doctors (some of them Palestinian), nurses and technicians hovering over the
same patients, exchanging ideas, and on their breaks sharing their black-humor
In the pediatric oncology department, you can guess the ethnic
background of the children by the way mothers tie their head scarves. Actually,
the reporters have to ask me about it. In our city, where so many women wear
equivalents of what we used to call wimples, they can’t tell who is who.
A stunned young European journalist once tapped me on the shoulder as I walked
through the clinics of the Mount Scopus campus. “I don’t understand,” he said.
“There’s a soldier sharing a bench with an Arab and one of those Jews with the…”
He made swirling motions with his fingers indicating sidelocks. “How can this
be?” I told him I hadn’t ordered these people from Central Casting – that’s how
Israeli hospitals look.
While visiting wounded patients recently, I ran
into Dr. David Rekhtman, a pediatrician in uniform. He was visiting one of the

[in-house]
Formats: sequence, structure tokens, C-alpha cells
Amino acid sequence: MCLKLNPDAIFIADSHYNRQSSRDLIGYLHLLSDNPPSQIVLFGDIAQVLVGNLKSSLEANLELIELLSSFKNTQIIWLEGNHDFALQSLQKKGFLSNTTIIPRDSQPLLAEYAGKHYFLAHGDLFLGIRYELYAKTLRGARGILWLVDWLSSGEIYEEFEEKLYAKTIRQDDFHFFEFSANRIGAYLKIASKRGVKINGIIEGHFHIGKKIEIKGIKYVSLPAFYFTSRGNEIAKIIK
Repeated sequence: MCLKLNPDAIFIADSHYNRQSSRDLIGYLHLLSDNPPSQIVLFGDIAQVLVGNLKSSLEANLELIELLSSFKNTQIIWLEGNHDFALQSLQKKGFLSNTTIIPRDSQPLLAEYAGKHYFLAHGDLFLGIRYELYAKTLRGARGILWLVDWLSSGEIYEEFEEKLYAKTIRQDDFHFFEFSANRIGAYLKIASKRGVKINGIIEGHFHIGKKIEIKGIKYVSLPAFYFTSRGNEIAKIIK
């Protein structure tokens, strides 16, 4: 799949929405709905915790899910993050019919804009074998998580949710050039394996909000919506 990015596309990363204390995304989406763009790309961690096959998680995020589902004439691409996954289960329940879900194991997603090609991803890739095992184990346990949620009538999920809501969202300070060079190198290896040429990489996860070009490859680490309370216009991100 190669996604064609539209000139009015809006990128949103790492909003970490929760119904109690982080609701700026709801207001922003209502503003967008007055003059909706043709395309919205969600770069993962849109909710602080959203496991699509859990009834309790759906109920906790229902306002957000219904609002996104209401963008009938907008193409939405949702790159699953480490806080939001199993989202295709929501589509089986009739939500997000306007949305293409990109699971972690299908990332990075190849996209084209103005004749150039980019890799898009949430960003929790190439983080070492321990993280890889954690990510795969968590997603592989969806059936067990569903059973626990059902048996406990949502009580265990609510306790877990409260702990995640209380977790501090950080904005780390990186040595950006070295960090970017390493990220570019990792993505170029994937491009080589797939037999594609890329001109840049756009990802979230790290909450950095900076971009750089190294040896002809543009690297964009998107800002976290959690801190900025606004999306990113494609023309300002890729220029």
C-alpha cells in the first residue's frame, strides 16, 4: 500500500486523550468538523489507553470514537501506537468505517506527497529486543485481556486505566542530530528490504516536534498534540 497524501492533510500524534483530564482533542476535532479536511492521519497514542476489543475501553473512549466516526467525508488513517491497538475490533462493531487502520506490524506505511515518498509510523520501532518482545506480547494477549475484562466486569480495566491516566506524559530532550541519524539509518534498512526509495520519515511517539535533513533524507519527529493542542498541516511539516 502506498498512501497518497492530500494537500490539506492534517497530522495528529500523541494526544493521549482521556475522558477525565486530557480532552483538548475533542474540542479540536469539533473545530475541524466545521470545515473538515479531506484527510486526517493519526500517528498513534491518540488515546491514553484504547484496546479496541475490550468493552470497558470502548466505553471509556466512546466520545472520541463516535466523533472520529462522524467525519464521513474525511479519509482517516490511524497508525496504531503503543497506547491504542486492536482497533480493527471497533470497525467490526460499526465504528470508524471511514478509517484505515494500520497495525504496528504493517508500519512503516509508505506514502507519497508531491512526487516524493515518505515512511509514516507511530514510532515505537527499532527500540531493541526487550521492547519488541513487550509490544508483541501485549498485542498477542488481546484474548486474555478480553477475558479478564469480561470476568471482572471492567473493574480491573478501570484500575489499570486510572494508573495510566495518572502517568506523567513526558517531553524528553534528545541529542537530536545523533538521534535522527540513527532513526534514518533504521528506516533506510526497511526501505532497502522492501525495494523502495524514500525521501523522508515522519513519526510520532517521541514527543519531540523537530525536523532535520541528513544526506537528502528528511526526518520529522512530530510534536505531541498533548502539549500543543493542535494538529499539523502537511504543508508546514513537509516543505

soldiers from his fighting unit whom he’d treated in the field. On his day
leave, he’d also managed to do a shift at the Mount Scopus pediatric ER, which
he runs when he’s not serving in the army.
It’s one of those places where
parents show up with sick kids at 11 p.m. and get treatment, no matter their
nationality or religious.
Throughout Operation Protective Edge, the
doctors and nurses in the IDF field hospital on the Golan Heights have continued
treating their Syrian patients. And the field hospital at the Erez crossing to
Gaza has treated Palestinian patients. The choppers that bring wounded soldiers
also bring Palestinian kids to Israeli hospitals.
The IDF doesn’t
publicize this much, because their lifesaving might actually endanger the
families of those they are trying to save.
Talk about a paradox; we’re
all frustrated that certain stories never make it to world media. But in this
case I understand.
I’ve also been in the position of not exposing
patients from Gaza to eager reporters, lest they face retribution when they go
BERTHA KLEIN lives in a Jewish neighborhood of Antwerp. The doctor
who answered the emergency line admitted that he refused to treat her and that
he subsequently advised her to go to Gaza. But he denies knowing she was Jewish.
I wonder if he really advises all of his potential patients to go to Gaza for
Please note that Mrs. Klein isn’t an Israeli. Nor did the